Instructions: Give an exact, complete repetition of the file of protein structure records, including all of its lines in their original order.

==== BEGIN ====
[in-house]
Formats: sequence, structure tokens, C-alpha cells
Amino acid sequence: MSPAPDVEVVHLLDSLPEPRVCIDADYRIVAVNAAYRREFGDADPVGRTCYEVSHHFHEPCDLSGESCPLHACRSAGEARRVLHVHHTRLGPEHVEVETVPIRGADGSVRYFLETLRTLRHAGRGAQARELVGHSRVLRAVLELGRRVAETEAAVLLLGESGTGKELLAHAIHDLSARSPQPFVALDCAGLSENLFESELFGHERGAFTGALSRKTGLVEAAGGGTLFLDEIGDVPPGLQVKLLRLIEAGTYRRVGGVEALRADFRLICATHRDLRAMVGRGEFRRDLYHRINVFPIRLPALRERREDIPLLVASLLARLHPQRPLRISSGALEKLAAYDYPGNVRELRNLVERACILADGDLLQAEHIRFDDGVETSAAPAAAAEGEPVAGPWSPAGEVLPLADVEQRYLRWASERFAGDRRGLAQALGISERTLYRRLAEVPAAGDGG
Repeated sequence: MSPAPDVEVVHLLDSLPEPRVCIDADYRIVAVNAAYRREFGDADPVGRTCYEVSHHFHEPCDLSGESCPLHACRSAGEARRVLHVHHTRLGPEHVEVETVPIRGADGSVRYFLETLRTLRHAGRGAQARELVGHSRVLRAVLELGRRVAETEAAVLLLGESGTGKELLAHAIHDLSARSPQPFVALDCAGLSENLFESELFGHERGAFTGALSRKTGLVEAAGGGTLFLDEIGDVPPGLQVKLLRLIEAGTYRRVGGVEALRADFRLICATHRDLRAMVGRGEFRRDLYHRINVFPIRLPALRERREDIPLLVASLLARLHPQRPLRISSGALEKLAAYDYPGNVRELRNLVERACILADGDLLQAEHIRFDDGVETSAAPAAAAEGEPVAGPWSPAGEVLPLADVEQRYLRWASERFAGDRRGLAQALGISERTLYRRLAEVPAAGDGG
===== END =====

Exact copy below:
[in-house]
Formats: sequence, structure tokens, C-alpha cells
Amino acid sequence: MSPAPDVEVVHLLDSLPEPRVCIDADYRIVAVNAAYRREFGDADPVGRTCYEVSHHFHEPCDLSGESCPLHACRSAGEARRVLHVHHTRLGPEHVEVETVPIRGADGSVRYFLETLRTLRHAGRGAQARELVGHSRVLRAVLELGRRVAETEAAVLLLGESGTGKELLAHAIHDLSARSPQPFVALDCAGLSENLFESELFGHERGAFTGALSRKTGLVEAAGGGTLFLDEIGDVPPGLQVKLLRLIEAGTYRRVGGVEALRADFRLICATHRDLRAMVGRGEFRRDLYHRINVFPIRLPALRERREDIPLLVASLLARLHPQRPLRISSGALEKLAAYDYPGNVRELRNLVERACILADGDLLQAEHIRFDDGVETSAAPAAAAEGEPVAGPWSPAGEVLPLADVEQRYLRWASERFAGDRRGLAQALGISERTLYRRLAEVPAAGDGG
Repeated sequence: MSPAPDVEVVHLLDSLPEPRVCIDADYRIVAVNAAYRREFGDADPVGRTCYEVSHHFHEPCDLSGESCPLHACRSAGEARRVLHVHHTRLGPEHVEVETVPIRGADGSVRYFLETLRTLRHAGRGAQARELVGHSRVLRAVLELGRRVAETEAAVLLLGESGTGKELLAHAIHDLSARSPQPFVALDCAGLSENLFESELFGHERGAFTGALSRKTGLVEAAGGGTLFLDEIGDVPPGLQVKLLRLIEAGTYRRVGGVEALRADFRLICATHRDLRAMVGRGEFRRDLYHRINVFPIRLPALRERREDIPLLVASLLARLHPQRPLRISSGALEKLAAYDYPGNVRELRNLVERACILADGDLLQAEHIRFDDGVETSAAPAAAAEGEPVAGPWSPAGEVLPLADVEQRYLRWASERFAGDRRGLAQALGISERTLYRRLAEVPAAGDGG